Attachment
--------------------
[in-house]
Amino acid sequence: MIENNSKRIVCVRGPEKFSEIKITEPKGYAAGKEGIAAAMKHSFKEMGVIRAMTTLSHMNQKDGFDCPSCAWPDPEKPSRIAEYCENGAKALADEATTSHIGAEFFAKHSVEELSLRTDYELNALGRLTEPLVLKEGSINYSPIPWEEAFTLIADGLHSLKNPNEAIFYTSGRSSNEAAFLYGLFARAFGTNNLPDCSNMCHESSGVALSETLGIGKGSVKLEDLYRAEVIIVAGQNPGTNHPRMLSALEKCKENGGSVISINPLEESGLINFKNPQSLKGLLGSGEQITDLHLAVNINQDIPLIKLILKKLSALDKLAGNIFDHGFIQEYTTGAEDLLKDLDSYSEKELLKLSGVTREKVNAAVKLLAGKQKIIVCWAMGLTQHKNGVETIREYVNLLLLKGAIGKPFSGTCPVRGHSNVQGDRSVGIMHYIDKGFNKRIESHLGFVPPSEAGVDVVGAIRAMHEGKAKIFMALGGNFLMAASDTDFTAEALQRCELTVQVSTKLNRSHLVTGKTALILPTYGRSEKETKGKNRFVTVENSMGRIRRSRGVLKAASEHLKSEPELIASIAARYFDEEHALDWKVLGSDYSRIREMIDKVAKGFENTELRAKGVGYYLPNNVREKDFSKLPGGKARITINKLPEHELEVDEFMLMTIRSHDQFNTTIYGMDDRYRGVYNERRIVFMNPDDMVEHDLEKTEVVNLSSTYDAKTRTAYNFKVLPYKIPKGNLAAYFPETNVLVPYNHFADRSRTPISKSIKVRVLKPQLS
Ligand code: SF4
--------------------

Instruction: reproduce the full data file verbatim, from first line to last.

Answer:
[in-house]
Amino acid sequence: MIENNSKRIVCVRGPEKFSEIKITEPKGYAAGKEGIAAAMKHSFKEMGVIRAMTTLSHMNQKDGFDCPSCAWPDPEKPSRIAEYCENGAKALADEATTSHIGAEFFAKHSVEELSLRTDYELNALGRLTEPLVLKEGSINYSPIPWEEAFTLIADGLHSLKNPNEAIFYTSGRSSNEAAFLYGLFARAFGTNNLPDCSNMCHESSGVALSETLGIGKGSVKLEDLYRAEVIIVAGQNPGTNHPRMLSALEKCKENGGSVISINPLEESGLINFKNPQSLKGLLGSGEQITDLHLAVNINQDIPLIKLILKKLSALDKLAGNIFDHGFIQEYTTGAEDLLKDLDSYSEKELLKLSGVTREKVNAAVKLLAGKQKIIVCWAMGLTQHKNGVETIREYVNLLLLKGAIGKPFSGTCPVRGHSNVQGDRSVGIMHYIDKGFNKRIESHLGFVPPSEAGVDVVGAIRAMHEGKAKIFMALGGNFLMAASDTDFTAEALQRCELTVQVSTKLNRSHLVTGKTALILPTYGRSEKETKGKNRFVTVENSMGRIRRSRGVLKAASEHLKSEPELIASIAARYFDEEHALDWKVLGSDYSRIREMIDKVAKGFENTELRAKGVGYYLPNNVREKDFSKLPGGKARITINKLPEHELEVDEFMLMTIRSHDQFNTTIYGMDDRYRGVYNERRIVFMNPDDMVEHDLEKTEVVNLSSTYDAKTRTAYNFKVLPYKIPKGNLAAYFPETNVLVPYNHFADRSRTPISKSIKVRVLKPQLS
Ligand code: SF4